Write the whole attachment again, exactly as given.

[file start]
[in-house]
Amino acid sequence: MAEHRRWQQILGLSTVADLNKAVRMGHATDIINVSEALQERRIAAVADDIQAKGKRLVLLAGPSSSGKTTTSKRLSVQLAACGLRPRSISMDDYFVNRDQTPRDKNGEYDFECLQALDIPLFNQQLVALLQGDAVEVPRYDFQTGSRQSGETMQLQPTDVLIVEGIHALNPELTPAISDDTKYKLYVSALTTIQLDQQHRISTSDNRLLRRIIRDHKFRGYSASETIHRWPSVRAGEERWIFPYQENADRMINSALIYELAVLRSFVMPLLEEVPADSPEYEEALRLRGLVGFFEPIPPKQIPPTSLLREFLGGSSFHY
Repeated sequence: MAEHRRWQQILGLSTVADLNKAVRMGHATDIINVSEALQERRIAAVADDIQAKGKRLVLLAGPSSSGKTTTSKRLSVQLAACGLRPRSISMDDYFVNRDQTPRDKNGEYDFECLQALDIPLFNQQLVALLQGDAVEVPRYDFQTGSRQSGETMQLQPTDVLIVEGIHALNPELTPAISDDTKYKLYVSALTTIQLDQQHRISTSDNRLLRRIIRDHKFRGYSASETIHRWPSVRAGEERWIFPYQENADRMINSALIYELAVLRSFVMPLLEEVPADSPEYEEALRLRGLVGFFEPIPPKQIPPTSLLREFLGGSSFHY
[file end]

[in-house]
Amino acid sequence: MAEHRRWQQILGLSTVADLNKAVRMGHATDIINVSEALQERRIAAVADDIQAKGKRLVLLAGPSSSGKTTTSKRLSVQLAACGLRPRSISMDDYFVNRDQTPRDKNGEYDFECLQALDIPLFNQQLVALLQGDAVEVPRYDFQTGSRQSGETMQLQPTDVLIVEGIHALNPELTPAISDDTKYKLYVSALTTIQLDQQHRISTSDNRLLRRIIRDHKFRGYSASETIHRWPSVRAGEERWIFPYQENADRMINSALIYELAVLRSFVMPLLEEVPADSPEYEEALRLRGLVGFFEPIPPKQIPPTSLLREFLGGSSFHY
Repeated sequence: MAEHRRWQQILGLSTVADLNKAVRMGHATDIINVSEALQERRIAAVADDIQAKGKRLVLLAGPSSSGKTTTSKRLSVQLAACGLRPRSISMDDYFVNRDQTPRDKNGEYDFECLQALDIPLFNQQLVALLQGDAVEVPRYDFQTGSRQSGETMQLQPTDVLIVEGIHALNPELTPAISDDTKYKLYVSALTTIQLDQQHRISTSDNRLLRRIIRDHKFRGYSASETIHRWPSVRAGEERWIFPYQENADRMINSALIYELAVLRSFVMPLLEEVPADSPEYEEALRLRGLVGFFEPIPPKQIPPTSLLREFLGGSSFHY